2. Materials and Methods

2.1. Materials

The leaves and stems of Passiflora serratodigitata L. (Passifloraceae) were collected and identified by Luis Carlos Bernacci from the Agronomic Institute of Campinas, São Paulo, Brazil. A voucher specimen was deposited at the herbarium under sample number 37,969. The solution of standard quercetin, the sorbitan monostearate (span 60), and the poly(epsilon-caprolactone) (PCL) were purchased from Sigma-Aldrich. Capric/caprylic triglyceride (Miglyol 182) was bought from Quantiq (São Paulo, Brazil). Polysorbate 80 was purchased from Oxiteno (São Paulo, Brazil). Ethylacetate, acetone, ethanol 60% (v/v), and 0.3 M hydrochloric acid were of analytical grade and were used as supplied. Lansoprazole was used as a control treatment.

2.2. Preparation of the 60% (v/v) Hydroalcoholic Extract

The leaves and stem of Passiflora serratodigitata L. were dried in an oven with circulating air at 40°C for a week (Fabbe, Brazil) and then milled in a knife (Arthur Thomas Co, USA) and hammer mill (Metalurgica Roma, Brazil). The hydroalcoholic extract was obtained by percolation as described by the Brazilian Pharmacopoeia [19], briefly, the dried and milled leaves and stem were moistened and transferred to a percolator with an appropriate amount of ethanol 60% (v/v). The mixture was allowed to macerate in the closed percolator for 24 h. The extract was subsequently obtained by percolation. The obtained extract was concentrated using a rotary evaporator at reduced pressure (model R-215, Buchi, Switzerland), and the remaining aqueous solution was lyophilized (LK4 Edwards, USA), resulting in a dry crude extract (DCE).

2.3. Preparation of the Organic and Residual Aqueous Fraction Extracts

The DCE (10 g) was dispersed in 30 mL of water to obtain a suspension. Total of 3 portions of 10 mL of hexane were added to the obtained suspension. The hexane fraction was discarded, and the remaining aqueous extract was treated with 3 portions of 10 mL of dichloromethane. The dichloromethane was again discarded, and the same procedure was applied to the remaining aqueous extract using ethylacetate. The last remaining aqueous extract was called the residual water fraction (RWF). The ethylacetate fraction (EAF) was concentrated and dried using a rotary evaporator at reduced pressure (model R-215, Buchi, Switzerland), and the RWF was lyophilized (lLK4, Edwards, USA) (Figure 1).

2.4. Determination of Total Flavonoid Content

A spectrophotometric assay to determine flavonoid content was based on the formation of an aluminum chloride complex at 415 nm, and quercetin was used as the marker compound [20]. A 10 mg/mL standard solution of quercetin was prepared using 50% (v/v) methanol to obtain a 5-point standard curve (50, 100, 150, 200, and 250 μg/mL; ). The assay was checked for potential interference from the excipients used for the encapsulation. The linearity of the calibration process was evaluated by means of the lack-of-fit test, Durbin-Watson statistic (DW), and the coefficient correlation (). Furthermore, the residual plots were evaluated to validate the selected regression model.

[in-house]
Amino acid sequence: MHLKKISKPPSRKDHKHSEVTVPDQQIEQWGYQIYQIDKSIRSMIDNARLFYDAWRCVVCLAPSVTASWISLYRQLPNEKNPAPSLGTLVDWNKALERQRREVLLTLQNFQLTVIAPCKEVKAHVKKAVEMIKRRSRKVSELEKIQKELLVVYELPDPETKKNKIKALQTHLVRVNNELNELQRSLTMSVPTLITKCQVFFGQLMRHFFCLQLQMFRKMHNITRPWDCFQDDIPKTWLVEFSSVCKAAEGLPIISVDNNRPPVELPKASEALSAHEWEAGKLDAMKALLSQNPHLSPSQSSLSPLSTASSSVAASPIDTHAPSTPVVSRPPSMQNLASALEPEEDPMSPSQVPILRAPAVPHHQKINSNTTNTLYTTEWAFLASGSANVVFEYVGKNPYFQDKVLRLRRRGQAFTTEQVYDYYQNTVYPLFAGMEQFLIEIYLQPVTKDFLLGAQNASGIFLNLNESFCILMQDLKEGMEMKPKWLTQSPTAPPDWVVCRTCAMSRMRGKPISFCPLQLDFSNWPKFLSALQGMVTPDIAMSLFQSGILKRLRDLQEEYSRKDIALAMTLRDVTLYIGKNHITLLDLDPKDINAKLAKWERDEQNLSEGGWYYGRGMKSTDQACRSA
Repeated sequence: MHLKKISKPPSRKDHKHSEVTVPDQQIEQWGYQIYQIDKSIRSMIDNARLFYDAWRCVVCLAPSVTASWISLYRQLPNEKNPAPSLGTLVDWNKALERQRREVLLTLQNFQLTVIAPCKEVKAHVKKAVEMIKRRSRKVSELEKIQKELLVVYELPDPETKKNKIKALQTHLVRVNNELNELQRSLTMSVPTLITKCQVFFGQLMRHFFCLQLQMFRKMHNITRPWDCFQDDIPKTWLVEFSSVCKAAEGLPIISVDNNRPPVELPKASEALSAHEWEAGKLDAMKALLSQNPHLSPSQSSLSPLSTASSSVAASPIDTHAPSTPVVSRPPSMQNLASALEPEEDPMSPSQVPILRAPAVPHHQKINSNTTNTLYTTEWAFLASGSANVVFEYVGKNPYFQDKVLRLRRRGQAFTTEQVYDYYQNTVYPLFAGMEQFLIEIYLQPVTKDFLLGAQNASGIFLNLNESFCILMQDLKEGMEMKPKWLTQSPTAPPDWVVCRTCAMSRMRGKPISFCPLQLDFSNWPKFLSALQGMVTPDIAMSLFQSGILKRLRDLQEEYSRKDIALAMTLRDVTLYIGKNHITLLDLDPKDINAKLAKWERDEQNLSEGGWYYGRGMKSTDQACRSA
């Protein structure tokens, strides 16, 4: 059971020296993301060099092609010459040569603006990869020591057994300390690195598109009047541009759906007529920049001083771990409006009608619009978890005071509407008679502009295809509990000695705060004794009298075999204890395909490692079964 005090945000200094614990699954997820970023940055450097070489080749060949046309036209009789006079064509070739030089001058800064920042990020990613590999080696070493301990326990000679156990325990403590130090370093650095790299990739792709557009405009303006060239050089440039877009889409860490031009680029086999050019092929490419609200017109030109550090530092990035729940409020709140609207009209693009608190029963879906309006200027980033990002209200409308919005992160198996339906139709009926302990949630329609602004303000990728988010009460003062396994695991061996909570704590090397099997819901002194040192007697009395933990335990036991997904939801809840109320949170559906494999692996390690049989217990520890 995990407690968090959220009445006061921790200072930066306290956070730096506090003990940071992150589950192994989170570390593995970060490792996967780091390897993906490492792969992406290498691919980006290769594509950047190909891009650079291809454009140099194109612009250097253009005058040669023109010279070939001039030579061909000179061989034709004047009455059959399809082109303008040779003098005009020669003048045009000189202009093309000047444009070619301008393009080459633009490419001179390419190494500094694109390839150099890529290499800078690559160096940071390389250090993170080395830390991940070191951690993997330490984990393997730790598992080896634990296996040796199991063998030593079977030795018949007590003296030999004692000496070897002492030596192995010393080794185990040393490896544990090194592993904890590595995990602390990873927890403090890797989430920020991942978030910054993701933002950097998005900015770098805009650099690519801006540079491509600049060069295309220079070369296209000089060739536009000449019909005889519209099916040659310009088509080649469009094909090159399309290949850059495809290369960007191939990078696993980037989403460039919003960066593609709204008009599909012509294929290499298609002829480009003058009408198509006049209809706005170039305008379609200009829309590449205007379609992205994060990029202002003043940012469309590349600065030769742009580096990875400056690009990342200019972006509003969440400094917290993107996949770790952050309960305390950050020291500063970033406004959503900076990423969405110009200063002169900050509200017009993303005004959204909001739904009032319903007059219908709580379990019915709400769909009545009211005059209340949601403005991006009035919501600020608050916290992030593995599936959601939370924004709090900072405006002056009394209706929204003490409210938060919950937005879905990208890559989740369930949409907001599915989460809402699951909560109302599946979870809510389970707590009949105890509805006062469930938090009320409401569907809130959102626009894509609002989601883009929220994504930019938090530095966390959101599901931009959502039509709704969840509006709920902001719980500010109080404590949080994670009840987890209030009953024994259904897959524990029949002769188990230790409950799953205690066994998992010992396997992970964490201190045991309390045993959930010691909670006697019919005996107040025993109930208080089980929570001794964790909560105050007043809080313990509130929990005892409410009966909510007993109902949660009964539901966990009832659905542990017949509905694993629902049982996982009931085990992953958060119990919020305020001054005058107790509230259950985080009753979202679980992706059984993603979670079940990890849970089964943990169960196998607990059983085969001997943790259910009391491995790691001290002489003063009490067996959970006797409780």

2.5. Nanoencapsulation

Nanoencapsulated extracts were obtained by a solvent displacement technique [15]. Poly(epsilon-caprolactone) (PCL) (0.010 g) was dissolved in acetone, a water-miscible solvent of intermediate polarity, by stirring (200 rpm) for 40 minutes at 40°C (organic phase). A total of 0.333 g of capric/caprylic triglyceride and a total of 0.077 g of sorbitan monostearate (span 60) were added to the organic phase. The DCE and EAF extracts were added after the polymer dissolved and allowed to stir for 10 minutes in the organic phase (200 mg or 20 mg/mL for the DCE, and 50 mg or 5 mg/mL for the EAF). The organic phase containing the DCE was filtered to remove the insoluble particles (Non-Sterile 25 mm Millex-LS, pore size: 5 μm, syringe filter unit, Millipore). The addition of EAF to the organic phase resulted in a clear solution. The organic phase was injected into a stirred aqueous solution (amount of water: 53 mL) containing 0.070 g of polysorbate 80. Polymer deposition at the interface of the solvents leaded to the instantaneous formation of a colloidal suspension. The organic solvent was removed using reduced pressure in a rotary evaporator (model R-215, Buchi, Switzerland), and the final aqueous volume was adjusted to 10 mL with water. Only lipophilic compounds can be trapped using this method (lipid core nanoparticles). Thus, the RWF was not nanoencapsulated due to its solubility characteristics (i.e., it is water soluble). The encapsulated DCE and EAF were referred to as the NDC extract and NEAF, respectively.

2.6. Characterization of the Encapsulated Extracts